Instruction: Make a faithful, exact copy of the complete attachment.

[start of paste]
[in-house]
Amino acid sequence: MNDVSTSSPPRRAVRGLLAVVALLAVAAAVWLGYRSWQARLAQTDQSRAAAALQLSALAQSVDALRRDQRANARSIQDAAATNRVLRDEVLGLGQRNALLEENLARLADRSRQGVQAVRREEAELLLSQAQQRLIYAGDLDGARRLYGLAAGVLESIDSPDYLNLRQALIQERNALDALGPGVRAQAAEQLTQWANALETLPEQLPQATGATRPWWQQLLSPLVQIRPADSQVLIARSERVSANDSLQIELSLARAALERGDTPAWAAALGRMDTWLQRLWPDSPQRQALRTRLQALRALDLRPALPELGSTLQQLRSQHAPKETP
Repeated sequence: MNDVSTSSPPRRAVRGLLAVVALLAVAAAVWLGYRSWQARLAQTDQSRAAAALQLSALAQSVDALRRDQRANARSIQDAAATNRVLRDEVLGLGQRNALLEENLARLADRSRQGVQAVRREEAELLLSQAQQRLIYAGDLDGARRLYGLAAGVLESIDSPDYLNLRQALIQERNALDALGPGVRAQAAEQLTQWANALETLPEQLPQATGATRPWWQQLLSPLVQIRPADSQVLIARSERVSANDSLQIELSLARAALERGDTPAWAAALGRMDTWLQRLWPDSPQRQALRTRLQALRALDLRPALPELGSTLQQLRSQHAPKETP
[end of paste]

[in-house]
Amino acid sequence: MNDVSTSSPPRRAVRGLLAVVALLAVAAAVWLGYRSWQARLAQTDQSRAAAALQLSALAQSVDALRRDQRANARSIQDAAATNRVLRDEVLGLGQRNALLEENLARLADRSRQGVQAVRREEAELLLSQAQQRLIYAGDLDGARRLYGLAAGVLESIDSPDYLNLRQALIQERNALDALGPGVRAQAAEQLTQWANALETLPEQLPQATGATRPWWQQLLSPLVQIRPADSQVLIARSERVSANDSLQIELSLARAALERGDTPAWAAALGRMDTWLQRLWPDSPQRQALRTRLQALRALDLRPALPELGSTLQQLRSQHAPKETP
Repeated sequence: MNDVSTSSPPRRAVRGLLAVVALLAVAAAVWLGYRSWQARLAQTDQSRAAAALQLSALAQSVDALRRDQRANARSIQDAAATNRVLRDEVLGLGQRNALLEENLARLADRSRQGVQAVRREEAELLLSQAQQRLIYAGDLDGARRLYGLAAGVLESIDSPDYLNLRQALIQERNALDALGPGVRAQAAEQLTQWANALETLPEQLPQATGATRPWWQQLLSPLVQIRPADSQVLIARSERVSANDSLQIELSLARAALERGDTPAWAAALGRMDTWLQRLWPDSPQRQALRTRLQALRALDLRPALPELGSTLQQLRSQHAPKETP